ST. LOUIS -- This is not by design. This is not Plan A.
Jake Peavy will take the mound for Game 3 of the World Series against the Cardinals on Saturday. The Red Sox professed tremendous confidence in the abilities of the right-hander whom they acquired in a three-way trade from the White Sox this summer -- at a time when the Cardinals were also pursuing him.
"We know what kind of pitcher Peav is," said catcher David Ross. "I don't ever worry about Peav too much. He's got the heart of a lion. That guy goes out there and competes with the best of them. That's all I can ask for."
Nonetheless, in an ideal world, the Red Sox would have Clay Buchholz on the mound for the contest and available for a winner-take-all Game 7 if necessary. This is not the ideal world. As Buchholz prepares for a Game 4 start, it is, however, in some ways a familiar one.
In 2007, Buchholz emerged as arguably the top pitching prospect in all of baseball. He tossed a no-hitter in his second big league start in September, and in four late-season big league appearances, he was 3-1 with a 1.59 ERA.
Then 22, the Sox viewed him as a potential weapon in October -- perhaps out of the bullpen, perhaps even as a fourth starter for the postseason. Indeed, had he been healthy, there was a good chance that it would have been Buchholz, and not Jon Lester, who was in position to contribute in Game 4 of the World Series.
But those options were taken off the table due to shoulder fatigue that the right-hander experienced in Setpember 2007. Buchholz, who had thrown 119 innings in his first full pro season in 2006, had hit something of a physical wall while building that workload up to nearly 150 innings. The team felt it had to shut him down to avoid risking injury.
"Obviously, this was not our first choice or even our second choice," Sox GM Theo Epstein noted at the time. "This was pretty much our last choice, our last option. Unfortunately, this was something that, after discussions with the medical staff, is something that we have to do."
Now, the Sox once again find themselves measuring Buchholz's October contributions due to his overall shoulder strength.
The situations aren't identical. This year, the fact that Buchholz is dealing with a dead arm reflects the lost shoulder strength he had in his three months of downtime due to inflammation in the bursa sac of his shoulder rather than an unprecedented workload in his career. Nonetheless, there is at least something of an echo in the outcome.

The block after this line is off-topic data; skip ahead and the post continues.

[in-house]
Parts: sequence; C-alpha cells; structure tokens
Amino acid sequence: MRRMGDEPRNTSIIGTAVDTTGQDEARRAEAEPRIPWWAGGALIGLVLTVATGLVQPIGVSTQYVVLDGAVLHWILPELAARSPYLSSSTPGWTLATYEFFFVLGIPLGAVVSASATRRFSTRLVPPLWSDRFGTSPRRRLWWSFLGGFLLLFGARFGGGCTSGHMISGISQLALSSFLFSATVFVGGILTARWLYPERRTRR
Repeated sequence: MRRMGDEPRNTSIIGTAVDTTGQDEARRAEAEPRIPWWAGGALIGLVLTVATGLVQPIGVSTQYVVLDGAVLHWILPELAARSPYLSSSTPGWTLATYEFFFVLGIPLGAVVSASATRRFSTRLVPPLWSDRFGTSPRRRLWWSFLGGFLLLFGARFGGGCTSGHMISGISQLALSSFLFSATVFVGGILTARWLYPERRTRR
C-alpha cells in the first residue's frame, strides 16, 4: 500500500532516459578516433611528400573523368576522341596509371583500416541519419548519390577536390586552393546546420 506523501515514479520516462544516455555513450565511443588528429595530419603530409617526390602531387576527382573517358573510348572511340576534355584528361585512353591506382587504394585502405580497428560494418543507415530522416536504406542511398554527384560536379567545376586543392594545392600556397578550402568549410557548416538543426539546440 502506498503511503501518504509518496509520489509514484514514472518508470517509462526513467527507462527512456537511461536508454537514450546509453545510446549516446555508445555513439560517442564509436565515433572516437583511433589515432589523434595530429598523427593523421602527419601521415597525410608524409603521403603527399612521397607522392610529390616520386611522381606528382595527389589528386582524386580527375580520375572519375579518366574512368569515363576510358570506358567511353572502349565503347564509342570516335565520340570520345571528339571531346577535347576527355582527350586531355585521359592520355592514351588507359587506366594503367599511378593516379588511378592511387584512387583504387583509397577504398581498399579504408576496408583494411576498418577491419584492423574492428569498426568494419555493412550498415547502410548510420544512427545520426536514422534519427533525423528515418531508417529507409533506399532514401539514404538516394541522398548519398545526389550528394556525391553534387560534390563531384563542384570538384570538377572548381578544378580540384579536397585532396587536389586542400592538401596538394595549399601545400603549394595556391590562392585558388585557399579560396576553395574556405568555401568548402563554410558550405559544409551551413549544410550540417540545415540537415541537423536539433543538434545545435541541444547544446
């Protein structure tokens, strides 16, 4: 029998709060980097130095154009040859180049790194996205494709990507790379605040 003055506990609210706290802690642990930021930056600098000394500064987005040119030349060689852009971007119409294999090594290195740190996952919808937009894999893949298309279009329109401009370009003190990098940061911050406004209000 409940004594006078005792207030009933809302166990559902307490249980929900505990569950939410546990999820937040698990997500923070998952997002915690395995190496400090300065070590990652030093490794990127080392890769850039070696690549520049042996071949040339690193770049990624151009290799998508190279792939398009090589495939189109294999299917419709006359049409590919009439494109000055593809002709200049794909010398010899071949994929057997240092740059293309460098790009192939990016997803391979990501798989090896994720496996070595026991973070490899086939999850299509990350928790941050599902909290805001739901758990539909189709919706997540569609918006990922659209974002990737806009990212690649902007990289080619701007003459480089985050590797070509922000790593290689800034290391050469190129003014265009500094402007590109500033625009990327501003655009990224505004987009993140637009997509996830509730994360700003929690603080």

"When [the shoulder fatigue] started to show up [in 2007], there was going to be no risk taken. How it compares to what he's dealing with now, on some level, yeah, I'm sure there are some similarities," said manager John Farrell after his team's off-day workout at Busch Stadium on Friday. "But it's also unique here where he was shut down for so long [in 2013].
"Different set of circumstances. Still, it's his shoulder area in general. And yet, every evaluation says he's not at risk of a long-term situation. If that were the case, we'd be going a different direction."
The fact that this is the second time that Buchholz has been limited at a time when the Sox are playing their most important games raises bigger-picture questions about his durability going forward.
Buchholz (who turned 29 in August) is wrapping up his age 28 season. When he was on the mound, he was the picture of dominance in the regular season, going 12-1 with a 1.74 ERA. Between the regular season in the big leagues (108 1/3 innings), his minor league rehab starts (4 innings) and the postseason (16 2/3 innings), he's logged 125 innings.
At this stage of his career, he still has yet to reach 200 innings in a single season. He has come close a couple times -- between the majors, minors and playoffs, he logged 196 innings in 2009, and 193 1/3 innings in 2012 -- but he has yet to reach the magic threshold that typically defines pitcher durability.
And so, increasingly, it is fair to wonder: Will he ever?
The concern is hardly an immediate one for the Sox. Right now, they're far more concerned about what will happen in the World Series, how much Buchholz has in the tank for his Game 4 start, what Peavy might be able to deliver in Game 3 and a potential Game 7.